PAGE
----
Discover Gastronomy that Emulates New York’s
Major Food Group knows exactly what it’s doing. The restaurant company’s well-known trio—Mario Carbone, Rich Torrisi and Jeff Zalaznick—opened some of New York’s most beloved hotspots, including Carbone, ZZ’s Clam Bar, Sadelle’s, the Lobster Club and the Pool.
When the pandemic hit, they refocused, opening eateries throughout Greater Miami, several of them interpretations of their New York precursors. Of course, the South Beach outpost of Carbone created a ton of buzz. But their upscale version of a red-sauce joint is just the tip of the iceberg.
With Brickell representing Miami’s best approximation of the vigor and street life of Manhattan, Major Food Group chose this dynamic neighborhood as the location for Dirty French Steakhouse. Naturally, there’s also a Dirty French—minus the Steakhouse—in New York, in lower Manhattan just south of the East Village. Due to the tireless efforts of restauranteurs like Major Food Group, Miami has never felt more like the sixth borough of New York, with the Magic City increasingly a foodie Mecca to be reckoned with.
The place is perpetually packed. Super designer Ken Falk has created a series of dining rooms, like a string of parlors that drip with gilt and decadence, like something out of New Orleans, circa 1978. The style can be called disco boudoir. The name Dirty French Steakhouse offers a clue to the expansive menu, similar to what the New York venue offers, but with a full complement of steaks and chops. There’s an 8-ounce filet mignon, a heartier 16-ounce ribeye and 18-ounce New York strip. Additionally, there are two options intended to be shared by two: a flavorful Wagyu tomahawk that weighs in at 36 ounces, and a massive 40-ounce porterhouse.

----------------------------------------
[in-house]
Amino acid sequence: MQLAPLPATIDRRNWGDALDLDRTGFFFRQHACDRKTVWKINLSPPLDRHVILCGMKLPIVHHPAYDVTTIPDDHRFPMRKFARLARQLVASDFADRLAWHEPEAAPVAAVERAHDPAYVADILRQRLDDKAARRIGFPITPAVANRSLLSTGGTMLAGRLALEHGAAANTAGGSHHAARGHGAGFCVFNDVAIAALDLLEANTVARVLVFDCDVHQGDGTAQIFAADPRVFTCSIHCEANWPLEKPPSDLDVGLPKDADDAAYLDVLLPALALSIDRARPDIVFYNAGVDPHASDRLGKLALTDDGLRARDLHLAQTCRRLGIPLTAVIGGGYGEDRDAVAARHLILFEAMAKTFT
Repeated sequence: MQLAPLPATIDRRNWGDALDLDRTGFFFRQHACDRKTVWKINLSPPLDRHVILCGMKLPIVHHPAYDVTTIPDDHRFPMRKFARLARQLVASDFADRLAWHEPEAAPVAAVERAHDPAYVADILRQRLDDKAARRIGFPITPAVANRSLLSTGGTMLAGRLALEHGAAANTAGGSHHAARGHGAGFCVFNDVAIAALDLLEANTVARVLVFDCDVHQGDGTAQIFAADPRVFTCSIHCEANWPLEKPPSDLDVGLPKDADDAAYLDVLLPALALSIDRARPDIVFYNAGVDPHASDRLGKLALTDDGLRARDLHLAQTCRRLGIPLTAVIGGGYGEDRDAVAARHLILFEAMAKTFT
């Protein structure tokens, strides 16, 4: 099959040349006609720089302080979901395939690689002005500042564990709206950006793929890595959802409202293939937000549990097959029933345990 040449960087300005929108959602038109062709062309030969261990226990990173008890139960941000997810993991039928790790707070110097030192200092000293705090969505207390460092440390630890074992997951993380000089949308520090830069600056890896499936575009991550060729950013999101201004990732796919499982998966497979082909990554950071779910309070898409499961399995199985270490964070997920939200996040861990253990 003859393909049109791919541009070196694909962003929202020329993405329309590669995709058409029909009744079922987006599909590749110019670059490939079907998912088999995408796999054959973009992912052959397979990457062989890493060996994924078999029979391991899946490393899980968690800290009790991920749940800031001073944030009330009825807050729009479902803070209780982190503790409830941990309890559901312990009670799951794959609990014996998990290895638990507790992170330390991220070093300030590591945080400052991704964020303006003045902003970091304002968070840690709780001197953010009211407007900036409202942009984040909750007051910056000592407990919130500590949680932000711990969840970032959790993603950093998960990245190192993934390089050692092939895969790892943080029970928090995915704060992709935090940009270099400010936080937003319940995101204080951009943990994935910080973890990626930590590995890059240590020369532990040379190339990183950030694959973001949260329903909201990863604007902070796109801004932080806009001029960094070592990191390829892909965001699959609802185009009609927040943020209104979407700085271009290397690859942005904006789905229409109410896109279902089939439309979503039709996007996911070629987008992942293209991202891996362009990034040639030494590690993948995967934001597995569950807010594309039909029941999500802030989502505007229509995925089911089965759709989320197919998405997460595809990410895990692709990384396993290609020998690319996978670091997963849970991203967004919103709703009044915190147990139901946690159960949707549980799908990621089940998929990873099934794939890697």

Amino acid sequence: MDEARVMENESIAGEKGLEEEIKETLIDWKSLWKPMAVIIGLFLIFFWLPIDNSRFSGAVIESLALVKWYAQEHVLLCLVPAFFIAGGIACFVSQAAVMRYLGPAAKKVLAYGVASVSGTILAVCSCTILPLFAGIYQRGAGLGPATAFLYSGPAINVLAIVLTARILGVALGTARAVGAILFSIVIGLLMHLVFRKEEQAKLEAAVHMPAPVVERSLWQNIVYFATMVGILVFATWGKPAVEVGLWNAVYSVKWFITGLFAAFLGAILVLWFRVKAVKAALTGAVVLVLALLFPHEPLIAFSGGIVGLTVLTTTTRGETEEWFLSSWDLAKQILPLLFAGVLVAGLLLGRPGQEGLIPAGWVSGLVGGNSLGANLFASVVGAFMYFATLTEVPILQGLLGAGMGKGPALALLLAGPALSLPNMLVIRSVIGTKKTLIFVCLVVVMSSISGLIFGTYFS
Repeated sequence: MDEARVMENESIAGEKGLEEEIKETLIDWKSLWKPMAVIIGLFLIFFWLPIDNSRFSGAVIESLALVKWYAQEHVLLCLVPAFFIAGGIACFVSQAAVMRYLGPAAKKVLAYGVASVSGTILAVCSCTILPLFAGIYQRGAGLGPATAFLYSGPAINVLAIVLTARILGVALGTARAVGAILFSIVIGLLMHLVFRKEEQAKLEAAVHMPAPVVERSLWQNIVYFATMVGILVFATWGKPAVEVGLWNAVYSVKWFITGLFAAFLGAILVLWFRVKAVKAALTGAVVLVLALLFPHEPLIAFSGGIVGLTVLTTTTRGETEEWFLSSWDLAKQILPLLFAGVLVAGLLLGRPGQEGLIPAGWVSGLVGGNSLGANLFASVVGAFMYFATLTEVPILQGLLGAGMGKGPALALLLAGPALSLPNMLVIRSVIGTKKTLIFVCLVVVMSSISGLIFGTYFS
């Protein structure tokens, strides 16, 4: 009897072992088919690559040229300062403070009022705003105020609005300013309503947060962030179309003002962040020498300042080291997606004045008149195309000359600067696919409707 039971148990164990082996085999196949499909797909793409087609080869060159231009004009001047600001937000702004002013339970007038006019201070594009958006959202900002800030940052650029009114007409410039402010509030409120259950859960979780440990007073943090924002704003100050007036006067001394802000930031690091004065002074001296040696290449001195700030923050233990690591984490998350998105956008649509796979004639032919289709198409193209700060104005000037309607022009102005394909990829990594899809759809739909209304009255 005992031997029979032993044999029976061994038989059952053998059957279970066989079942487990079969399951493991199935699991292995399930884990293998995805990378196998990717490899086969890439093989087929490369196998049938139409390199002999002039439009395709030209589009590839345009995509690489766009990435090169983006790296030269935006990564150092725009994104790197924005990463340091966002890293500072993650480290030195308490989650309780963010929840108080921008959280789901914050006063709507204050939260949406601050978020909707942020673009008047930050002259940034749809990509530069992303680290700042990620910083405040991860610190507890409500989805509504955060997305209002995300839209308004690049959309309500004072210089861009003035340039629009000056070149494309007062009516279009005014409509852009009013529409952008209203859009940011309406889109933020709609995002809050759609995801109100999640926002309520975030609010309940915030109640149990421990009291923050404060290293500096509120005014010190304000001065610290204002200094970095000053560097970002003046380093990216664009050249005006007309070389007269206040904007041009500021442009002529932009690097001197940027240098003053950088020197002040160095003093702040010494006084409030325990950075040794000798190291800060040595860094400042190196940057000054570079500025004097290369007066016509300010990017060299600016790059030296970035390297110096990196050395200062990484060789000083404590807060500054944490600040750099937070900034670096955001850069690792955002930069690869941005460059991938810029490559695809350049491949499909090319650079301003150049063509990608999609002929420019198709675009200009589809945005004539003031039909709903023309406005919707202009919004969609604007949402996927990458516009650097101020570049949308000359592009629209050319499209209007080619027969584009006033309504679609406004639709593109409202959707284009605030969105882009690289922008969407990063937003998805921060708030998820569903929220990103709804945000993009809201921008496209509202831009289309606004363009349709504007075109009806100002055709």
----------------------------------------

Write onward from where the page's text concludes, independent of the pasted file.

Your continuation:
Now to the French side. If the pandemic has kept you away from Paris, feel free to indulge in the duck a l’orange, the chicken and crepes, crab croquettes, or the giant grilled oysters bourguignon. The mushroom milleuille, an appetizer prepared with sweet corn and yellow
curry, is a French-inflected house specialty.
But this is Miami, and Major Food Group is keenly aware of Miamians’ love of seafood and plethora of pescatarians. In addition to the expected Maine lobster and shrimp cocktail, Dirty French serves up diver scallops, littleneck clams and East Coast oysters. If you don’t feel like choosing, a festive choice for a group is the shellfish tower. Meant to impress are the Kaluga and Golden Ossetra caviar. (Caviar also makes an appearance on the menu at ZZ’s Club, another Major Food Group venue, located in the Miami Design District.) Diners who enjoy their fish in the French style are in luck, with Dover sole meuniere and Cajun snapper on offer.
But Dirty French Steakhouse, toothsome as its dishes and preparations are, is also about theater. That’s why it’s always fun to choose a few dishes based on preparation—like the crab Louis salad prepared tableside, and any dessert that’s delivered flambé-style. Such dramatics are even more fun to experience with a Disco Dancer—Cognac, vanilla, passionfruit—cocktail in hand.